Friday, December 14, 2012

Allow free trade in marijuana

Source: The Jamaica Gleaner est 1834

That part wasn't lawful, but yesterday in Seattle, near the city's iconic Space Needle tower, scores of users lit up marijuana cigarettes in celebration of the legalisation of the drug in Washington state.

Washingtonians, 21 or older, can now possess up to an ounce of marijuana, for their own use; up to 16 ounces of solid cannabis-infused goods like, say, buns or cakes; and up to 72 ounces of the product in liquid form - ganja tea, perhaps.

While it remains illegal for smokers to light up in public, on pain of a small fine, or to share their personal stash, Washingtonians will soon be able to purchase marijuana in state-licensed stores that will pay taxes and, generally, meet the same requirements to which the tobacco industry is subject.
On January 5, a similar law will come into force in the state of Colorado, with the addition that individuals will be allowed to cultivate a few ganja plants for their own use.

Although marijuana remains a federally prohibited drug, and Washington and Colorado are the first American states to fully legalise its use, 16 others have decriminalised the drug and/or allow its medical consumption.

The developments in Washington and Colorado - the result of voter initiatives in those states - could signal the start of something profound, akin to the ending, nearly 80 years ago, of Prohibition. For as one Seattle lawyer observed: "If they legalise the recreational use (of ganja) and the sky hasn't fallen, that opens the more political space."

What ultimately defeated Prohibition was that it didn't reduce drinking in America, but turned the manufacture and distribution of alcohol into a business controlled by mobsters. Many people see a parallel between Prohibition and the 'War on Drugs'. The fact that marijuana is not perceived to be in the same category as other hard drugs makes of it a good foundation on which to build a review, without the deep divisiveness that might attend another drug.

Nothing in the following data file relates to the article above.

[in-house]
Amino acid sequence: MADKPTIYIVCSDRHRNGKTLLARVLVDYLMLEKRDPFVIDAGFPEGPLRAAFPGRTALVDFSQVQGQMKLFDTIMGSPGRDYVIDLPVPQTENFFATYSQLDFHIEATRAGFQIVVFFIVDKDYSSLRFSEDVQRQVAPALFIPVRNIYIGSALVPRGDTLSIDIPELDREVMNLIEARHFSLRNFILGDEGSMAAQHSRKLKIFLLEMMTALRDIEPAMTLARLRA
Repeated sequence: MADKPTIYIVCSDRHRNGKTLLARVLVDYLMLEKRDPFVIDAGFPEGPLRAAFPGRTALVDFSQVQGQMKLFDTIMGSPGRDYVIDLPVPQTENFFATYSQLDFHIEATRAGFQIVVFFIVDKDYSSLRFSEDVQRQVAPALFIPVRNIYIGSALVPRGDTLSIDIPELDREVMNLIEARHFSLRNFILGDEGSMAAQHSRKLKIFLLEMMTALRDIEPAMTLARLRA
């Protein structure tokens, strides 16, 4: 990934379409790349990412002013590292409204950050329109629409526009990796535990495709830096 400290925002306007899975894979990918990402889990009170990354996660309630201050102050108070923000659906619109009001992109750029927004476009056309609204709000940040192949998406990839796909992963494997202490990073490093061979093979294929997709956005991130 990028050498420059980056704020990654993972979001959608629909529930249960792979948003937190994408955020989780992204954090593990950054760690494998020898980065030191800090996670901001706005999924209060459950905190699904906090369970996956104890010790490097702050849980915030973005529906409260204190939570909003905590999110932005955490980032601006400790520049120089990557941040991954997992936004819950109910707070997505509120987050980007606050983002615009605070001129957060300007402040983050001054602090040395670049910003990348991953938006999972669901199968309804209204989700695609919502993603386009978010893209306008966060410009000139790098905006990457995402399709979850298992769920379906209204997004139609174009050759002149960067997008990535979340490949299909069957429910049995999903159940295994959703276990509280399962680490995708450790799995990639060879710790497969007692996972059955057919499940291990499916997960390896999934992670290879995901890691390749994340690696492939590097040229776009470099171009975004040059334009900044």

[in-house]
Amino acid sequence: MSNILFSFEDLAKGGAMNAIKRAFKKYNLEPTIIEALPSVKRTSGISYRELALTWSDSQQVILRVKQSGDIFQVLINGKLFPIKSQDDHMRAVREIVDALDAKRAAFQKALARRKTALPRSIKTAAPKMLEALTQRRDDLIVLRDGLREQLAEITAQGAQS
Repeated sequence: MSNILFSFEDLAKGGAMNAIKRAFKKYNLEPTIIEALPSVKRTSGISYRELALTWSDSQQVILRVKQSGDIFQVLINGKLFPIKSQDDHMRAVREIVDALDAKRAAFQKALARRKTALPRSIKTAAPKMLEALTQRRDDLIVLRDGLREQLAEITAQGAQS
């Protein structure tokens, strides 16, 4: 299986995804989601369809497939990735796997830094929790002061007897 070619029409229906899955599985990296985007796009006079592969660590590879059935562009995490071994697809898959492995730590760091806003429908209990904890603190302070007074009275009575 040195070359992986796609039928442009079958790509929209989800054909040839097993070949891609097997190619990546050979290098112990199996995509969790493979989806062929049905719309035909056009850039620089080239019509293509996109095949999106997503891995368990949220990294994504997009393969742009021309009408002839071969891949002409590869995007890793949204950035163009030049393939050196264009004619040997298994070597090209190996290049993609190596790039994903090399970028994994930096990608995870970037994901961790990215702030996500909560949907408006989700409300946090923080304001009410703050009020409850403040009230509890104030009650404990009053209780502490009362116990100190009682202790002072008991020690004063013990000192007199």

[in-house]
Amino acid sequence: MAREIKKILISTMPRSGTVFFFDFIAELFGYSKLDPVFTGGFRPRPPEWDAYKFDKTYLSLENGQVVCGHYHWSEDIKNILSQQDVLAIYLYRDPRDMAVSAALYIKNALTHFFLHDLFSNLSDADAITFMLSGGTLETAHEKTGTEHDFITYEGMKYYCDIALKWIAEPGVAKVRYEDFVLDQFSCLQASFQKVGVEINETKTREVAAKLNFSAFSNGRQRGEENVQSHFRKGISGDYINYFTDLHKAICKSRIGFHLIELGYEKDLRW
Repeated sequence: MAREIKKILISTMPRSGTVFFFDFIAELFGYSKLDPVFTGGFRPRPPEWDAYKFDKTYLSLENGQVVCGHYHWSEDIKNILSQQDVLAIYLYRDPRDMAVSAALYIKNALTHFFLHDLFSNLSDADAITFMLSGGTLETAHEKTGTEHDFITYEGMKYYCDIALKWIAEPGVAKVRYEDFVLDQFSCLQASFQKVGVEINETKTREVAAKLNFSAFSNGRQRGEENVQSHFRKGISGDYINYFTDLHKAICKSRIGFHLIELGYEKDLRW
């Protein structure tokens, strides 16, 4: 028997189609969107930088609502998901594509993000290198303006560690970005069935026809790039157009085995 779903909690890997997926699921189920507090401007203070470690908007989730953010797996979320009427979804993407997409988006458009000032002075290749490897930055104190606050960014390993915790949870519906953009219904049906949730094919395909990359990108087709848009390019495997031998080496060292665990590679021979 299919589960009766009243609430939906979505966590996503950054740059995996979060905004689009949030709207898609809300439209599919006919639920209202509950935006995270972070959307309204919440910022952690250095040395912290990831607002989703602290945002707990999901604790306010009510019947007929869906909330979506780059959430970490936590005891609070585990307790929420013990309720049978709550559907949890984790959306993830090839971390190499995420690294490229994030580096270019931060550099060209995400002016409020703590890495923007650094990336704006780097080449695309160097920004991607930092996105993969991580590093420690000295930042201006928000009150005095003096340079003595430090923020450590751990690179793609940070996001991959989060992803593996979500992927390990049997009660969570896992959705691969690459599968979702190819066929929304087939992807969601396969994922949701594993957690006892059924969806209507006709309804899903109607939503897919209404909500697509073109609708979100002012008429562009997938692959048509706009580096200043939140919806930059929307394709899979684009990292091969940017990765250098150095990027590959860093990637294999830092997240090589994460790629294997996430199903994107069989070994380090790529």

What is taking place in America has lessons and policy implications for Jamaica.

Parliament is still asleep 

First, it is absurd that more than a decade after a committee chaired by the late Barry Chevannes recommended the decrimalisation of ganja use in Jamaica, our Parliament is still asleep on the matter. The upshot is that each year, thousands of young men are arrested and convicted and made to assume criminal records for having in their possession very small amounts of ganja, primarily for personal use.

The Government should, without delay, remedy this nonsense by implementing the Chevannes recommendations and, perhaps, draw on the laws now in place in Washington state and Colorado. The national Treasury might be a big beneficiary, if the tax earned from tobacco is any guide.
Jamaica should also be positioning itself to take commercial advantage of the developments in the US, especially should the federal prohibition on ganja come to an end. In cases where the consumer experience from the product is indistinguishable, regardless of where it is sourced, what creates market differentiation is branding. There is no doubt that the Jamaica brand is hot. Ganja could find a niche, like Blue Mountain coffee.

JAMPRO, the export promotion agency, should get ahead of the curve by encouraging product development and lobbying America to end its prohibition on ganja and its trade.

The opinions on this page, except for the above, do not necessarily reflect the views of The Gleaner. To respond to a Gleaner editorial, email us: or fax: 922-6223. Responses should be no longer than 400 words. Not all responses will be published.
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